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Urubamba River Rapids, Peru
Ollantaytambo - Aguas Calientes
May, 2012
Photos & text: Robyn Khorshid

See Colca River, Peru, here




After leaving Ollantaytambo the gradient is gentle, but once the rapids start they are almost continuous. This section of the river is also known as the Vilcanota River, eventually ending up in the Amazon, to the east. Much of the flow is snow melt, greatest in Spring, but in some of the headwaters of this long river there is a high rainfall, mostly in the wet season which is from December to April. This level, typical for May, is considered low, but good for photos of rapids, with all the rocks emergent and giving form to the flow of the river.


The valley floor is occasionally wide and the gradient more gentle. It also allows for settlements and agriculture. One sees much Inca terracing wherever there's the slightest chance of growing crops such as corn or potatoes, sometimes only on a piece of land just a metre wide.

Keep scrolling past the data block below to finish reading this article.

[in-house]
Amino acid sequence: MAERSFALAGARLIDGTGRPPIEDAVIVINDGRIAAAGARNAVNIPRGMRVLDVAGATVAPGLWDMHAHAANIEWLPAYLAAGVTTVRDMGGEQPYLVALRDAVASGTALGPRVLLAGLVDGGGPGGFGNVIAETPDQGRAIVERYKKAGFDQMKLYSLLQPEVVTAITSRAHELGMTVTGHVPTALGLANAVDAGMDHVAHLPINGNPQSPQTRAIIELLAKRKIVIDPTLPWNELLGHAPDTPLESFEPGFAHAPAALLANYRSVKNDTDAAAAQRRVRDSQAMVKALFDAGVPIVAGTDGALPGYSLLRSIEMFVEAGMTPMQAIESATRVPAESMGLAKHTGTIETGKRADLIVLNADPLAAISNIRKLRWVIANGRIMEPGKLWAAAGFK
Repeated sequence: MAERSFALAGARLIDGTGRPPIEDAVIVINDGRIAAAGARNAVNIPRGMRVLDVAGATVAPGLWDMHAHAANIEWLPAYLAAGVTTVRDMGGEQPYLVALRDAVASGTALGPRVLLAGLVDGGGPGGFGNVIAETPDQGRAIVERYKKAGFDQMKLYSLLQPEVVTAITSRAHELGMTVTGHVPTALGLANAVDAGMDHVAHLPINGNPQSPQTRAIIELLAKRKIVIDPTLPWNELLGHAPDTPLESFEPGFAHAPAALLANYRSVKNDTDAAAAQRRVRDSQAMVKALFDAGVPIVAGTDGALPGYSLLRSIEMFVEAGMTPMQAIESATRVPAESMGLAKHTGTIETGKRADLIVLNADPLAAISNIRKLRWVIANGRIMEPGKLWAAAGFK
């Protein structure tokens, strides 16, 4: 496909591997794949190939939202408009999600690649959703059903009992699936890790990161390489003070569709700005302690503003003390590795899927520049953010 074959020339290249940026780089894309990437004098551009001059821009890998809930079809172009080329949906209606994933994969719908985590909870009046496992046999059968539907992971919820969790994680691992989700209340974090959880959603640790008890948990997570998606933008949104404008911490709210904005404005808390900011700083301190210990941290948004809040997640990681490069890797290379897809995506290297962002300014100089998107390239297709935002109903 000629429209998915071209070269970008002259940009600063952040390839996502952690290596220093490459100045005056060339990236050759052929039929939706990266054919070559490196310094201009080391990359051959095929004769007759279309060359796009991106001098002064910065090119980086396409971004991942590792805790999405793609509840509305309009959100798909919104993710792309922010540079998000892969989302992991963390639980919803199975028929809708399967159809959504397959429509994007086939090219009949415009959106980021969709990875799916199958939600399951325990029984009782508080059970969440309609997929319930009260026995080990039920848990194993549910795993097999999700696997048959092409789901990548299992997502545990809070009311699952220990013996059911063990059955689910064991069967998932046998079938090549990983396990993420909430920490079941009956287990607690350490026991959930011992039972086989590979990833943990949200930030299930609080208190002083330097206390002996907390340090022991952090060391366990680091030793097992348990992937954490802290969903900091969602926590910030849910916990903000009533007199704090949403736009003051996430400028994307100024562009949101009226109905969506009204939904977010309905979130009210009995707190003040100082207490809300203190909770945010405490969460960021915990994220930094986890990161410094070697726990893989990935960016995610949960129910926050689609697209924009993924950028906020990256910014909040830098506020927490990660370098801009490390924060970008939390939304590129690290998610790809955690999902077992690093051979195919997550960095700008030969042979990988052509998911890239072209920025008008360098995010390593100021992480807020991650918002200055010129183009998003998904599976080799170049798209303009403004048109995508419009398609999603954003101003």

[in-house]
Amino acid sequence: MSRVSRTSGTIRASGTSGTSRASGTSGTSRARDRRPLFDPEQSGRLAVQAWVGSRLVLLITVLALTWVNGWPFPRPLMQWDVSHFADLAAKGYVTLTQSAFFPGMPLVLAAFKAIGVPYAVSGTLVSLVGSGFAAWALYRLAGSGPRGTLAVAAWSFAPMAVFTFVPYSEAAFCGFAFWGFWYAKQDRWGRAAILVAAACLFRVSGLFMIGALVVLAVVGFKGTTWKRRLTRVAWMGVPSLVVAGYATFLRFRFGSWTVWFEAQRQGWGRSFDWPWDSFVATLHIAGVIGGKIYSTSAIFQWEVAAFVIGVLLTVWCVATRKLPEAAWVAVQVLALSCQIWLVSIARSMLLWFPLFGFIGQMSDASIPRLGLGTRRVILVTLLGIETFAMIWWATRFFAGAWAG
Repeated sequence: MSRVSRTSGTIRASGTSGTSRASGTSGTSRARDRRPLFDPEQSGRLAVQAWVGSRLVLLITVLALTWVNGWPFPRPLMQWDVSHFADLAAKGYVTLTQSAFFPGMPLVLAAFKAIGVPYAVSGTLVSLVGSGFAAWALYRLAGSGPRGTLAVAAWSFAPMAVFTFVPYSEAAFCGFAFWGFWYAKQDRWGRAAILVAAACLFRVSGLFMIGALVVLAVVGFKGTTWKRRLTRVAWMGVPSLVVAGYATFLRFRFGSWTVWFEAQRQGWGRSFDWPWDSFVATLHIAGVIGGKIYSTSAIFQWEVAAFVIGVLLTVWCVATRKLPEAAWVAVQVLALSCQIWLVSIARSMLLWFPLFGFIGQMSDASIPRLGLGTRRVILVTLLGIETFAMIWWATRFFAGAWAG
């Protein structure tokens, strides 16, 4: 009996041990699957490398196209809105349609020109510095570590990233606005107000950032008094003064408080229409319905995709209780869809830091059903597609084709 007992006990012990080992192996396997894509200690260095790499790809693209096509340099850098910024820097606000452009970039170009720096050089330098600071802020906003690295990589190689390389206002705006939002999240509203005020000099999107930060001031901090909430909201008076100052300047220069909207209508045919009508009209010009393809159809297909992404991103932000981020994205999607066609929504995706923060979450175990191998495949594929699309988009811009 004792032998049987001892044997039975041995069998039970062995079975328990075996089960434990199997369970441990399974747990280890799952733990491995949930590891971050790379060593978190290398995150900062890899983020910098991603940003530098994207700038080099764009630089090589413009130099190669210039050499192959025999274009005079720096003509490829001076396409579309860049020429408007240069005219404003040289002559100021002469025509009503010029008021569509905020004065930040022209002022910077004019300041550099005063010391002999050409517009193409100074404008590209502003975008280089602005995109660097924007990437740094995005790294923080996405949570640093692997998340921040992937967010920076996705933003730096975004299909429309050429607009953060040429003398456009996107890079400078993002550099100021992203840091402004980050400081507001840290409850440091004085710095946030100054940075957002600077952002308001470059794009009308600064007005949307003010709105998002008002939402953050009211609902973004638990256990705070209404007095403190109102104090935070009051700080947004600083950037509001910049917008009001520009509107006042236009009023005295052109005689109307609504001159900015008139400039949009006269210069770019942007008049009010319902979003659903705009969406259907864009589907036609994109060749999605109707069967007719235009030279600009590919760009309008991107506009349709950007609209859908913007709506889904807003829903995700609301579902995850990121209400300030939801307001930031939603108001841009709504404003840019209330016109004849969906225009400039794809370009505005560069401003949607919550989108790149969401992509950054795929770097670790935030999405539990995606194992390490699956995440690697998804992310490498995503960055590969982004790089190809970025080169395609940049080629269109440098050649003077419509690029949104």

My calculated guess is that the river drops more than 700m in the 40km or so from Ollantaytambo to Aguas Calientes (the end of the train line) and here forces its way through a narrow channel, resulting in this ferocious rapid! And it's not the only one!




Aguas Calientes is the town which is the meeting place to get to Machu Pichu and as far as the train goes. It has a dramatic setting, surrounded by soaring peaks and roaring rivers. Just downstream and around the bend from here the Urubamba winds around the three sides of Machu Pichu mountain and Wayna Pichu (the small mountain which is the backdrop in the most popular photo of the ruins).

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